Things that stand-up comedian and author Ward Anderson never expected from parenthood: “Having to say things like, ‘Stop licking the table,’” or “getting a phone call from school saying, ‘Can you please tell your kid to stop touching her butt in class?’” Anderson hosts “Offstage with Ward Anderson” on Amazon Prime. In the spring, he will release a special, “Kind of, Sort of, Grown-up.” This week, he headlines The Caravan.
LEO: Any memories stand out when it comes to being in Louisville?
Ward Anderson: One of my favorite shows I’ve ever done was in Louisville, and you can actually see it online. I got to perform for the hearing impaired. Literally, half of the club was either deaf or hearing impaired. So, they had two sign language performers onstage next to me. I got to interact with them, as well. It was one of my favorite shows I’ve ever done.
Comedy is so much about delivery and inflection. Does it translate into sign language?
Yeah, it does. Comedy really is the universal language. It can transcend language barriers. As long as we can communicate with each other, we can make each other laugh. It was also a lot of fun to see some of my more vulgar material translated into sign language. The interpreters had a great time, I had a great time, and the audience had a great time.
Clearly, you have influences as a comedian and an author. Are those influences different, or are they tied to one another?
As a writer, I like Bret Easton Ellis and Nick Hornby. And yet, I wouldn’t say either of those guys exactly write comedies. As a comedian, I have always been drawn to the strong stage personas. The people whose delivery, their facial expressions, their very movements, made their comedy stand out. That would be, of course, George Carlin, who is my biggest idol. But if you look at my novels, neither of them is a comedy. ‘I’ll Be Here All Week’ is about a comedian, and it’s very much based on my experiences, but it’s not a funny story. It’s a love story.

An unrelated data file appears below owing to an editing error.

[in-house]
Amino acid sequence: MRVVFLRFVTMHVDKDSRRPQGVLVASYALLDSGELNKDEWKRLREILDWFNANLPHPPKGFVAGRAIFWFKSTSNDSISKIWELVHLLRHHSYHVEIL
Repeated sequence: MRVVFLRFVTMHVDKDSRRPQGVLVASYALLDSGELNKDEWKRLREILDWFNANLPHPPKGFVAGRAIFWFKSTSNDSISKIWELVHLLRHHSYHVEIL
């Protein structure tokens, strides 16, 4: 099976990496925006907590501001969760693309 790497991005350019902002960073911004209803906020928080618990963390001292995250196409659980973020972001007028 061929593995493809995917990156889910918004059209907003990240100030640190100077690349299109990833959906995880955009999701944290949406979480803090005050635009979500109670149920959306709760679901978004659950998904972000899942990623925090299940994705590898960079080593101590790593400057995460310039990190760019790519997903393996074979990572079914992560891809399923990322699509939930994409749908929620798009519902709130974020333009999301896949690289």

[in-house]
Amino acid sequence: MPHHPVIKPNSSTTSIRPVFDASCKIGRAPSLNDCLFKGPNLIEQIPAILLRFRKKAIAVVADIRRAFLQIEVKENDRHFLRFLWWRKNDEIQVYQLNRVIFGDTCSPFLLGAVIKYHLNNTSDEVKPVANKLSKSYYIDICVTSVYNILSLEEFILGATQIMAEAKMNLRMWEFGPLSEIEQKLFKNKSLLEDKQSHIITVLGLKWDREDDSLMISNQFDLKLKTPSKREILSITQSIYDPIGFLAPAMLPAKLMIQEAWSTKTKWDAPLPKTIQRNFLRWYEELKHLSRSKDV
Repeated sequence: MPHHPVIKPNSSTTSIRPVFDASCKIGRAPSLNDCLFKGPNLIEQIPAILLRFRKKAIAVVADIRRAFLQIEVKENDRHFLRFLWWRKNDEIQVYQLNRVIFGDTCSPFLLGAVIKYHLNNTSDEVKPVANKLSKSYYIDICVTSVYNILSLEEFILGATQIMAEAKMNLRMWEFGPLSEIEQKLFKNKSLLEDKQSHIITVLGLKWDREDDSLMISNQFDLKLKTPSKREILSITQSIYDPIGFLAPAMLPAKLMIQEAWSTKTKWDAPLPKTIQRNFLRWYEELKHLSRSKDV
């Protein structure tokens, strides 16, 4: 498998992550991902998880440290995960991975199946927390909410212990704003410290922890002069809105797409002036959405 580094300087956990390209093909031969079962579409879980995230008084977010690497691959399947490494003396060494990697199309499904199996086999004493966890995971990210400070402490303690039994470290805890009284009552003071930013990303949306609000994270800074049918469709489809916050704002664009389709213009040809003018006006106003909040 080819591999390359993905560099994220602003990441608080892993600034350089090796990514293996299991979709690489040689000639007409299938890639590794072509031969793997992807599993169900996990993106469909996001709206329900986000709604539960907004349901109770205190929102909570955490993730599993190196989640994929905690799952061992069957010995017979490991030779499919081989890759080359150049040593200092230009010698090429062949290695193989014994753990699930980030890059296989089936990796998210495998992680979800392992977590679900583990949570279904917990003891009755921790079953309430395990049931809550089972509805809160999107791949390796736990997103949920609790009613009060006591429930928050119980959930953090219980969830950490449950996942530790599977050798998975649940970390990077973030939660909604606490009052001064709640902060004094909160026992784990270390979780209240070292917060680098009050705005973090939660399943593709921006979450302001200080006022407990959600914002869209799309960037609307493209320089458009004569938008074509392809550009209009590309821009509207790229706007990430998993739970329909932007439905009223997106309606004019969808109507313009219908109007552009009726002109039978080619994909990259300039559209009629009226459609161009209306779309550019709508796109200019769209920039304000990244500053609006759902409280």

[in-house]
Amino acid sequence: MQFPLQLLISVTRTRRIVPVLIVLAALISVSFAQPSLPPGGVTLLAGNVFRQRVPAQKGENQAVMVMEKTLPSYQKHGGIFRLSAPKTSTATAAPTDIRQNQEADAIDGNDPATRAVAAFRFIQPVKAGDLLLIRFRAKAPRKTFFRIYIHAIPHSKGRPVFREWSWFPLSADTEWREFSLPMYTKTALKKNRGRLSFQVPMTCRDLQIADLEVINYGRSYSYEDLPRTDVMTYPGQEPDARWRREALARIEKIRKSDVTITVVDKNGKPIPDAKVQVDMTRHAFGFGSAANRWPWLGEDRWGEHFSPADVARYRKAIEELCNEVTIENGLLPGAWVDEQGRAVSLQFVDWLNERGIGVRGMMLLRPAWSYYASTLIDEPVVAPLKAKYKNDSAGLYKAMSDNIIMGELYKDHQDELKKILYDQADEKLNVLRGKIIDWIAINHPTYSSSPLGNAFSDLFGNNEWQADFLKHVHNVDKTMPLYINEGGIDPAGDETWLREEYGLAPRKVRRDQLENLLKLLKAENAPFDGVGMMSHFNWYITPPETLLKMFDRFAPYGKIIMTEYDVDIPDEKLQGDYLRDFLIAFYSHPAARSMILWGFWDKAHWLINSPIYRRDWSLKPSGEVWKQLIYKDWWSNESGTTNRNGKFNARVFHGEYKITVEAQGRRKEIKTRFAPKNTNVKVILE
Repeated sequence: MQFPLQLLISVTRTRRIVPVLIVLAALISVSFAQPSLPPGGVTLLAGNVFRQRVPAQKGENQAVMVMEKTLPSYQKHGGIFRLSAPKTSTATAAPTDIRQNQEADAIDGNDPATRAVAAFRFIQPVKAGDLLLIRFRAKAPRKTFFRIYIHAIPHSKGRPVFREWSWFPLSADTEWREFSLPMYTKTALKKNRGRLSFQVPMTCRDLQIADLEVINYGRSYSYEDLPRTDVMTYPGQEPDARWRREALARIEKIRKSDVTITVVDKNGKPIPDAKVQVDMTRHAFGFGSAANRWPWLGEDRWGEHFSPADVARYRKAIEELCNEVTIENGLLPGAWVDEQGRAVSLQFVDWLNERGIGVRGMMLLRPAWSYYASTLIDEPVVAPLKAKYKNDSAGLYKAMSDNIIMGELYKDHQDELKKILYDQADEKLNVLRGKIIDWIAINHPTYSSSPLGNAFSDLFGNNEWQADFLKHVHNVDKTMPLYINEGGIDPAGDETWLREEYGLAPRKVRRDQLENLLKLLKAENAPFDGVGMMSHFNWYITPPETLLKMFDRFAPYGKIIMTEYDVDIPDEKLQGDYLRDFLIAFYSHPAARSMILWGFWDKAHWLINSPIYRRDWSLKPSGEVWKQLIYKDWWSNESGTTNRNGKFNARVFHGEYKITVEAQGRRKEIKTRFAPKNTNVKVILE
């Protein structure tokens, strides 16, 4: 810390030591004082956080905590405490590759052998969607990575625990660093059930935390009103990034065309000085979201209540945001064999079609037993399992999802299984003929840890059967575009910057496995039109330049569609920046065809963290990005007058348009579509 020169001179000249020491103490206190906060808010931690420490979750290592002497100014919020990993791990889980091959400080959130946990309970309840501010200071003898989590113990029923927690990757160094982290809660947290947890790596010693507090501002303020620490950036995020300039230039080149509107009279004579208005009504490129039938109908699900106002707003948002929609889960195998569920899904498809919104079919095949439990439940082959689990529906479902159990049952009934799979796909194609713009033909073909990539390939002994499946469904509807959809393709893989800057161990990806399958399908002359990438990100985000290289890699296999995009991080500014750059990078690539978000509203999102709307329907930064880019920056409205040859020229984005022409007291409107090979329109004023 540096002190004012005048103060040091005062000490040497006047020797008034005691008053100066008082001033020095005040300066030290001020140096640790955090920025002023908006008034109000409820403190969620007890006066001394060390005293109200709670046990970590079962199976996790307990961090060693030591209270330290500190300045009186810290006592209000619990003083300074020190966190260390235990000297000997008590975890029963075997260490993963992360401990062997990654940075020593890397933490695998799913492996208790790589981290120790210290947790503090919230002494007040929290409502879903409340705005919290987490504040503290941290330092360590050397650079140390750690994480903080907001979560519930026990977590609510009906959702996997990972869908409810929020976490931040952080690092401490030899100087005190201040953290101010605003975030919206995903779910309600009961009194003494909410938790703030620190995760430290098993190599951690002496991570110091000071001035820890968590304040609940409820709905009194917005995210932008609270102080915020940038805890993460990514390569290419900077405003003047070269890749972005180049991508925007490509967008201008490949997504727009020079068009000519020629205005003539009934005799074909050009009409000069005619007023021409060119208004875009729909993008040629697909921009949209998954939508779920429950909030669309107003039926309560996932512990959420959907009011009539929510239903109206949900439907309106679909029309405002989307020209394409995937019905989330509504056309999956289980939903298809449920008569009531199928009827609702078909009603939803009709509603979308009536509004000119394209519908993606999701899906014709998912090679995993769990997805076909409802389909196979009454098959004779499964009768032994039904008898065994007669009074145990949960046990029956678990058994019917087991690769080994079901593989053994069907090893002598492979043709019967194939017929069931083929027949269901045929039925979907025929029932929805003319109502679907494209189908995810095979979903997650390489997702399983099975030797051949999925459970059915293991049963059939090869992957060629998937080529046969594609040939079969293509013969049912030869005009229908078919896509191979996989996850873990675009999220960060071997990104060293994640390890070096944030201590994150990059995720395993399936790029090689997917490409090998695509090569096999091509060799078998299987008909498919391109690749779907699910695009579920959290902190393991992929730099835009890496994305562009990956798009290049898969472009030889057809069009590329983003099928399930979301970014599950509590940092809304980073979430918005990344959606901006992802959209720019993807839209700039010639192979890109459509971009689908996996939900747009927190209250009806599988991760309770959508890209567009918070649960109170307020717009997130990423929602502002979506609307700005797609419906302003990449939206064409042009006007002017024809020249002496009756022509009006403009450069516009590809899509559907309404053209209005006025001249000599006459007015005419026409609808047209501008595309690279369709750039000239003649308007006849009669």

You said, ‘I’ll Be Here All Week’ was based on your experience. How much of your other writing, books or stand-up is based on your personal experience?
My second book, ‘All That’s Left,’ isn’t so much based on my experiences much at all. It was just a story that I loved. As far as stand-up goes, it’s become more personal as I’ve gotten older. When I was 30, almost none of my show was personal. It was all observational. Now, I would say 70 percent of my show is autobiographical.
What caused that evolution?
The first was getting married, and the second was having kids. What I think is funny about parenthood is not what it expects to be, but more about what it actually is. Like, when you have kids, you start planning in your head what is expected of you. You’re going to have to teach your kids to read. To use the bathroom appropriately. Building structure and how to get along with others. You’re going to have to teach them about life and death and family — all of these things you expect. What you don’t expect is having to say things like, ‘Stop licking the table.’ Or getting a phone call from school saying, ‘Can you please tell your kid to stop touching her butt in class?’
Do you remember your worst gig ever?
Yeah. I did a corporate gig for a bunch of dentists. They were the most humorless and insulting people I’ve ever met in my life. So, they booked me for this 20-year dental school reunion, where apparently no one was told there was going to be a comic. I came out and told a couple of dentist jokes that I thought were harmless and fun. It annoyed all of them. One woman in the audience despised me from the moment I went on. She actually stood up and threw her napkin at me.
Since you’re a writer, you will probably be the one who writes the book on Ward Anderson. What do you think you’ll title that book?
‘Still Faking It.’ They say you have to ‘fake it until you make it,’ and I don’t think you ever really stop faking it.